"As all men are created equal and independent by God of Nature," contended he, "Slavery must have Moral Evil for its foundation, seeing it violates the Law of Nature, as established by its author." "Ambition and avarice on the one hand," thought he, "and social dependence upon the other, affords the former an opportunity of being served at the expense of the latter and this unnatural state of things hath been exemplified in all countries, and all ages of the world from time immemorial." He further said, "Pride and vain glory on the one side, and degradation and oppression on the other creates on the one hand a spirit of contempt, and on the other a spirit of hatred and revenge, preparing them to be dissolute: and qualifying them for every base and malicious work!" He believed that "the mind of man is ever aspiring for a more exalted station; the consequence is the better slaves used the more saucy and impertinent they become: of course the practice must be wholly abolished or the slaves must be governed with absolute sway." He had discovered that "the exercise of an absolute sway over others begets an unnatural hardness which as it becomes imperious contaminates the mind of the governor; while the governed becomes factious and stupefied like brute beasts, which are kept under by a continual dread and hence whenever the subject is investigated, the evils of despotism presents to view in all their odious forms."9

        9 "A Journey from Babylon to Jerusalem or the Road to Peace and True Happiness," 71.


         His attack on slavery, however, was neither so general nor universal as would be expected of such a radical. He saw that "there is a distinction admissible in some cases, between


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Slavery itself and the spirit of slavery." "A man may possess slaves by inheritance or some other way; and may not have it in his power either to liberate them or to make better their circumstances, being trammelled by the Laws and circumstances of the country,--yet whilst he feels a sincere wish to do them all the justice he can. " He remarked too that "we have no account of Jesus Christ saying one word about emancipation. Onesimus ran away from Philemon to Rome; whence finding Paul, whom he had seen at his master's, he experienced religion, and was sent back by the apostle with a letter--but not a word about setting him free."10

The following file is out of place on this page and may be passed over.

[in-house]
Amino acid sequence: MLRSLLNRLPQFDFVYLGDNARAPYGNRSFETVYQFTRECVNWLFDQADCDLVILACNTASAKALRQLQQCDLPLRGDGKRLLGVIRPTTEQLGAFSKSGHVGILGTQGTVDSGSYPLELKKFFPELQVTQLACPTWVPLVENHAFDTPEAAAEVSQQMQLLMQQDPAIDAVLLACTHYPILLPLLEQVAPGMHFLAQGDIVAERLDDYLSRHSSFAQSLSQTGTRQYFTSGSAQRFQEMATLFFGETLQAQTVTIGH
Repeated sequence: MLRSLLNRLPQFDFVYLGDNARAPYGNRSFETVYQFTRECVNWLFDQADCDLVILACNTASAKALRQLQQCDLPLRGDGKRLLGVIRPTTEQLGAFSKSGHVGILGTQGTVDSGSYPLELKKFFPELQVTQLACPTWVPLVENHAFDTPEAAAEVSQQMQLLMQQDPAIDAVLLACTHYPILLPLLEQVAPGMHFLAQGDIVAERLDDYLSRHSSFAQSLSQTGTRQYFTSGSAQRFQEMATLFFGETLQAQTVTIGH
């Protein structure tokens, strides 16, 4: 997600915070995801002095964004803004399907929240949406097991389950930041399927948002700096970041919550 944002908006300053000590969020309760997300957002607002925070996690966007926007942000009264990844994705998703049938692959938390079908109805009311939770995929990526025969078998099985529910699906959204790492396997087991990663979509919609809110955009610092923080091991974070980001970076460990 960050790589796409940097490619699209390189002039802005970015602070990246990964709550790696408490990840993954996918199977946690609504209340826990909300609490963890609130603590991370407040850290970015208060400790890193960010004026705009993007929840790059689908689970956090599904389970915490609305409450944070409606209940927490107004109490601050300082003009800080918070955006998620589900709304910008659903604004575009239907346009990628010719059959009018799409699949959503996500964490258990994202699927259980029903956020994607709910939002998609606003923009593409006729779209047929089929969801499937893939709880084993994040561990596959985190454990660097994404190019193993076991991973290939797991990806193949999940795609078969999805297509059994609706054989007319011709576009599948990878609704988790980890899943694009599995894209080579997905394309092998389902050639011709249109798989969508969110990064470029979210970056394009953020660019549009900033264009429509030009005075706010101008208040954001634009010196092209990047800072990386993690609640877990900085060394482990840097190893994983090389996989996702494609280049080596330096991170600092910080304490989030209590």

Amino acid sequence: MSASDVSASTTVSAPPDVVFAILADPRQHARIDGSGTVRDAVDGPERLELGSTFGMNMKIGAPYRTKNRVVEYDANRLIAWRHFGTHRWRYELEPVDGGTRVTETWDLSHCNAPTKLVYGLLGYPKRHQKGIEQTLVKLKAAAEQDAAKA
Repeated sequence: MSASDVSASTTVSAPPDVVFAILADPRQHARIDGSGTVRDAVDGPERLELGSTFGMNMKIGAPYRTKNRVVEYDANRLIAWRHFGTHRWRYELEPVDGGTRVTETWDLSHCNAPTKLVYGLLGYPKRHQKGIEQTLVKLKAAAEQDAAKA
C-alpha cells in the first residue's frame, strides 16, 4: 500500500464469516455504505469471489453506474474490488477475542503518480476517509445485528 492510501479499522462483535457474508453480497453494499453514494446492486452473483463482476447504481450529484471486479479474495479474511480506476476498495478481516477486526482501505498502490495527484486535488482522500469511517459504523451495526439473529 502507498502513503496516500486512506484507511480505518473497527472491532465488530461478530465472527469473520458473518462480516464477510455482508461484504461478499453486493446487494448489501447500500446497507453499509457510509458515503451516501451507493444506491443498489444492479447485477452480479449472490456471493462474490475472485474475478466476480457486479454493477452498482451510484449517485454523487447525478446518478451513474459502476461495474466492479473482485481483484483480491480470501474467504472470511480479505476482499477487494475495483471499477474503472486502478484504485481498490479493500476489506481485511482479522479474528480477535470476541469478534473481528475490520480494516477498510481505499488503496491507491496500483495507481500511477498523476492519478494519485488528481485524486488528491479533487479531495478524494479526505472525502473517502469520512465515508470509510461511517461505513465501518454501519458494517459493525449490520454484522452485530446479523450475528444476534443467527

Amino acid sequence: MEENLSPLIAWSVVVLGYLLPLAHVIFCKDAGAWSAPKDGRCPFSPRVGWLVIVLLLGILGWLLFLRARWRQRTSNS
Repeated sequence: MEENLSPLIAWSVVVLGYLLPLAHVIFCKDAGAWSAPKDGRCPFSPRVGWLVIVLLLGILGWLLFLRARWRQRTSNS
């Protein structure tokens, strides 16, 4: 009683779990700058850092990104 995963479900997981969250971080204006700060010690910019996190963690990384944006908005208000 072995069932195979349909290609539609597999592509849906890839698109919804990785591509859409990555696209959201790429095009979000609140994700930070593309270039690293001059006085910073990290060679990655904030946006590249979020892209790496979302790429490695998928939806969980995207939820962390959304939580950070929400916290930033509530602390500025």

10 "A Journey from Babylon and Jerusalem," 71.


         Contrasting then the unhappy state with that of the past, he said, "The first and primitive Christians had all things common, not from commandment but from spirit by which they were influenced day by day; so when the time of restitution takes place, which will be long before the consummation of all things, then the Law of Nature, from Moral principles will be practiced and the world will be as one concentrated Family." "The openings to Providence preparatory to that day should be attended to, from principles of duty--lest judgments should perform what offered mercy if not rejected may be ready to accomplish. To feed and clothe another is both the interest and duty of all Masters-- and the sixth chapter of Ephesians is an excellent tract on the subject to all who wish for advice, both as masters and servants."11

        11 Ibid., 72.


         It was likewise in keeping with Dow's fearlessness to denounce the efforts to discriminate against Negroes in the early Churches. He questioned the far-reaching authority of Bishop Coke, Asbury, and McKendree, and accused Asbury of being jealous of the rising power of Richard Allen, founder of the African Methodist Church.12

        12 "History of Cosmopolite," 544 546.


He refers at considerable length to the incident in a Philadelphia church which ultimately made Absalom Jones a rector and Richard
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Allen a bishop: "The colored people were considered by some persons as being in the way. They were resolved to have them removed, and placed around the walls, corners, etc.; which to execute, the above expelled and restored man, at prayer time, did attempt to pull Absolom Jones from his knees, which procedure, with its concomitants, gave rise to the building of an African meeting house, the first ever built in these middle or northern states."

         Here at least was a man with a mission--that mission to carry the gospel of Christ to the uttermost parts of the earth. He knew no standard but that of duty; he heeded no command but that of his own soul. Rude, and sharp of speech he was, and only half educated; but he was made of the stuff of heroes; and neither hunger, nor cold, nor powers, nor principalities, nor things present, nor things to come, could daunt him in his task. After the lapse of a hundred years he looms larger, not smaller, in the history of our Southland; and as of old we seem to hear again "the voice of one crying in the wilderness, Prepare ye the way of the Lord."

BENJAMIN BRAWLEY